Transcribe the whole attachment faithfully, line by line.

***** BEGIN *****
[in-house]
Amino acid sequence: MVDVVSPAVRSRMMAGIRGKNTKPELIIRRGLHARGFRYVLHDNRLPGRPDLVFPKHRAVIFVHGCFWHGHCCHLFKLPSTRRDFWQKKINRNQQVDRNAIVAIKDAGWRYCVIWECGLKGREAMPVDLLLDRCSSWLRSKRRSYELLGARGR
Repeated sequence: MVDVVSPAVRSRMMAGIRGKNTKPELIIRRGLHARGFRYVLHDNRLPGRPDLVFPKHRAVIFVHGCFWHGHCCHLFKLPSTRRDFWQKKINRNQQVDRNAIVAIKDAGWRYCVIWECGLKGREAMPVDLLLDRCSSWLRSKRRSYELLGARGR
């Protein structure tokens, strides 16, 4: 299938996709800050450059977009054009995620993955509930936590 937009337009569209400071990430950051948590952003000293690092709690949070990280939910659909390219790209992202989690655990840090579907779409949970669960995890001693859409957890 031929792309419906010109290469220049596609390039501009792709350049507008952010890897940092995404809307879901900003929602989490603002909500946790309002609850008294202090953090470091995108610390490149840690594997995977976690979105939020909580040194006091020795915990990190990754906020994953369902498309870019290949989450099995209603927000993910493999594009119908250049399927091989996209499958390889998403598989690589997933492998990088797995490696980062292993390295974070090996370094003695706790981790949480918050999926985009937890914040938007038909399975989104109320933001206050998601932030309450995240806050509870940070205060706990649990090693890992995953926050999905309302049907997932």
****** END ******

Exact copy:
[in-house]
Amino acid sequence: MVDVVSPAVRSRMMAGIRGKNTKPELIIRRGLHARGFRYVLHDNRLPGRPDLVFPKHRAVIFVHGCFWHGHCCHLFKLPSTRRDFWQKKINRNQQVDRNAIVAIKDAGWRYCVIWECGLKGREAMPVDLLLDRCSSWLRSKRRSYELLGARGR
Repeated sequence: MVDVVSPAVRSRMMAGIRGKNTKPELIIRRGLHARGFRYVLHDNRLPGRPDLVFPKHRAVIFVHGCFWHGHCCHLFKLPSTRRDFWQKKINRNQQVDRNAIVAIKDAGWRYCVIWECGLKGREAMPVDLLLDRCSSWLRSKRRSYELLGARGR
């Protein structure tokens, strides 16, 4: 299938996709800050450059977009054009995620993955509930936590 937009337009569209400071990430950051948590952003000293690092709690949070990280939910659909390219790209992202989690655990840090579907779409949970669960995890001693859409957890 031929792309419906010109290469220049596609390039501009792709350049507008952010890897940092995404809307879901900003929602989490603002909500946790309002609850008294202090953090470091995108610390490149840690594997995977976690979105939020909580040194006091020795915990990190990754906020994953369902498309870019290949989450099995209603927000993910493999594009119908250049399927091989996209499958390889998403598989690589997933492998990088797995490696980062292993390295974070090996370094003695706790981790949480918050999926985009937890914040938007038909399975989104109320933001206050998601932030309450995240806050509870940070205060706990649990090693890992995953926050999905309302049907997932």